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The Judaic Studies Honors Program is designed for concentrators who want to do advanced research and write an extensive thesis on a topic of their choice under the direct supervision of a Judaic Studies professor.


The program generally spans two semesters, beginning in the fall semester of the senior year. Students should apply no later than the end of the fall semester of their junior year. With guidance of their advisor students will write a prospectus for the Honors project they wish to undertake. This prospectus is appended to the Honors application form, which also serves as an application to enter JUDAIC 497.

To be considered for admission, students should have a 3.5 grade point average in Judaic Studies courses and a 3.4 grade point average overall. High grade point average alone does not guarantee admission. Decisions are based on academic performance, background in Judaic Studies, demonstrated ability to write, and faculty recommendations.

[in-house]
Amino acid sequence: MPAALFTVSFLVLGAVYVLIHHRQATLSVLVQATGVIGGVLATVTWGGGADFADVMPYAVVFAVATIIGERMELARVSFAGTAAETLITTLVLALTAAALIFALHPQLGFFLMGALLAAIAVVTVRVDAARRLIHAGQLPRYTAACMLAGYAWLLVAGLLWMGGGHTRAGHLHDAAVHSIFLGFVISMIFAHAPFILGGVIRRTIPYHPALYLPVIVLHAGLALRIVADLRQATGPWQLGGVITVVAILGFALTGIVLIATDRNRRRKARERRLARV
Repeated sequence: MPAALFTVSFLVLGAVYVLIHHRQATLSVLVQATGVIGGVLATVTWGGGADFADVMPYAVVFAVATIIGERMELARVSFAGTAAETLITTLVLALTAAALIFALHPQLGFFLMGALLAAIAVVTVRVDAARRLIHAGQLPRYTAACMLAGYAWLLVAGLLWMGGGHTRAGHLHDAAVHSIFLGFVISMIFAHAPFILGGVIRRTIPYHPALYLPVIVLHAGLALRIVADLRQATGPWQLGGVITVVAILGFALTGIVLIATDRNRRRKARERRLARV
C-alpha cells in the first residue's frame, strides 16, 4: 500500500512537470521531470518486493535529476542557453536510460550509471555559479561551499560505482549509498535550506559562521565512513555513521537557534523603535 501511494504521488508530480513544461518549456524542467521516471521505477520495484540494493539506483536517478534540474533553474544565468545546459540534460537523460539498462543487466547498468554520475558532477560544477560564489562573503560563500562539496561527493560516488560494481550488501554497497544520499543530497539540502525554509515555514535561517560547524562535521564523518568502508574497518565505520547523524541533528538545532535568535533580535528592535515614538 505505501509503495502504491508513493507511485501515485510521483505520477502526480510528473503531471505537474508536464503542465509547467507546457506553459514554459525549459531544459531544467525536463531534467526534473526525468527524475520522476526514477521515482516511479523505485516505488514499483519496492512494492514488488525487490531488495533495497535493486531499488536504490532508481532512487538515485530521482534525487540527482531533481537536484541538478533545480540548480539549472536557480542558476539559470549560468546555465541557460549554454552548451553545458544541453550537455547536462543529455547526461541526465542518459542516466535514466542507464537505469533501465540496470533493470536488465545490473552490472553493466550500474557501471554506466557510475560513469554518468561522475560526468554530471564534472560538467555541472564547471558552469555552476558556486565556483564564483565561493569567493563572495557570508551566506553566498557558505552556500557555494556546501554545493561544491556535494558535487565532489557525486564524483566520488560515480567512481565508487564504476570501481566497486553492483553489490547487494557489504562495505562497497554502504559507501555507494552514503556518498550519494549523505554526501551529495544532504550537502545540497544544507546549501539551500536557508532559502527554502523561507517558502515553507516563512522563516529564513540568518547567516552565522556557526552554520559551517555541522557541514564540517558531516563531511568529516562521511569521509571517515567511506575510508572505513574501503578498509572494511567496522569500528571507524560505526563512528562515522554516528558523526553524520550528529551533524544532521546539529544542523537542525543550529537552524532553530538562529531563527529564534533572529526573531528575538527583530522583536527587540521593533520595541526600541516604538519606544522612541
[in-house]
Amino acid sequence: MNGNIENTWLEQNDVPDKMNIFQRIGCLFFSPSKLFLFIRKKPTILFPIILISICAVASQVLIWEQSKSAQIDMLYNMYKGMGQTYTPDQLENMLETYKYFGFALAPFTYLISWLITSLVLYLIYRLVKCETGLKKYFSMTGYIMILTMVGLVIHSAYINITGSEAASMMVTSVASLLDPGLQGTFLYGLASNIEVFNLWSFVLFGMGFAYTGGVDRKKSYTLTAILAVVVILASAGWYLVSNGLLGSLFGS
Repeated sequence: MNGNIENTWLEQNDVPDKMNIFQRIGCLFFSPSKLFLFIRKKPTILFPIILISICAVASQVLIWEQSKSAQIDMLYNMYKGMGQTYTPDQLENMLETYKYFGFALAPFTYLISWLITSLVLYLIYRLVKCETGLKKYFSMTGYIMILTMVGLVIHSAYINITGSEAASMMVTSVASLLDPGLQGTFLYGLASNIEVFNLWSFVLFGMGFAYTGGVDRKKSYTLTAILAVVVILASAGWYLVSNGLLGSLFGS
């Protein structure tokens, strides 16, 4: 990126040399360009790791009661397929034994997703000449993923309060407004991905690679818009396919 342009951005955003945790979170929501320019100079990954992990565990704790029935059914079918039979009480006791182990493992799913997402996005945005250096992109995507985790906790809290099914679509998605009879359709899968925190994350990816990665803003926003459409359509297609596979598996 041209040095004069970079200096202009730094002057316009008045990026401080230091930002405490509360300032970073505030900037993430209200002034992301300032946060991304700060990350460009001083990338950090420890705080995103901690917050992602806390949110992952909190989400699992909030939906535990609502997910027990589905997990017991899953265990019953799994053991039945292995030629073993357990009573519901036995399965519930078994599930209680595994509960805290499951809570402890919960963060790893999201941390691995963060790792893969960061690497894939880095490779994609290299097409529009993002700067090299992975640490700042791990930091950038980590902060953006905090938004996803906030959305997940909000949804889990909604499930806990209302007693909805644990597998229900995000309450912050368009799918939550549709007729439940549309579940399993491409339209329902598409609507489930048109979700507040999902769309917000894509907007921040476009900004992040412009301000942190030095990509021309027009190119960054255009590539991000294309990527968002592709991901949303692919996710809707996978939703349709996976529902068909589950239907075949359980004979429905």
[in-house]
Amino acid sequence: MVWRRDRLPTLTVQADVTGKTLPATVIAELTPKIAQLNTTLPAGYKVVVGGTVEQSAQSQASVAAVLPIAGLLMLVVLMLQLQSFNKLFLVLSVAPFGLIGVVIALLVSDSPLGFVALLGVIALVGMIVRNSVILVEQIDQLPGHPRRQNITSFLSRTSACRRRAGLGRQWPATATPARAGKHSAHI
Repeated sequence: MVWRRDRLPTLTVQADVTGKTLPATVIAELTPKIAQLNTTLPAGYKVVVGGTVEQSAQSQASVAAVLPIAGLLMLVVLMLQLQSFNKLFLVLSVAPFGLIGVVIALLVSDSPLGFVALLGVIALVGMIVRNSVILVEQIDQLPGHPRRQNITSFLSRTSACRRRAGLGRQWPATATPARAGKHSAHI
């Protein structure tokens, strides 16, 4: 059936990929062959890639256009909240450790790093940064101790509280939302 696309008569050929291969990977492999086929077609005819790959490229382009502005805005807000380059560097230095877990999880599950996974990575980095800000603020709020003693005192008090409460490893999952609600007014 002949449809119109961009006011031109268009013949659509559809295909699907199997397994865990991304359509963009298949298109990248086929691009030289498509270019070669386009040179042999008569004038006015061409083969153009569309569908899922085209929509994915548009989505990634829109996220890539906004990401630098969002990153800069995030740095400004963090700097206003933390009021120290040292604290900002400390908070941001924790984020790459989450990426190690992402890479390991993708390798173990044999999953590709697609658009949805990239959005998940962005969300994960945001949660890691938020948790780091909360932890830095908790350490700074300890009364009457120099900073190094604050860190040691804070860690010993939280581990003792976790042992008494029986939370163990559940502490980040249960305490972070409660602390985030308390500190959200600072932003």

The Judaic Studies Honors Program consists of a minimum of two honors thesis courses. During the senior year, students write their thesis under the supervision of a faculty advisor. This is done through enrollment in JUDAIC 497 and 498. These courses are led by the faculty advisor and must be completed by all honors students.

Honors Thesis

The completed honors thesis is due in late March. The length of the honors thesis will be determined by the faculty advisor on a case by case basis. The thesis can be no less than 30–50 pages (LSA requirement). The thesis grade will determine whether the student will graduate with Honors. Grades of “Honors,” “High Honors,” or “Highest Honors” may be assigned. In consultation with the advisor Judaic Studies will assign a second reader. The second reader must be a University of Michigan faculty member, but may be from a department other than Judaic Studies.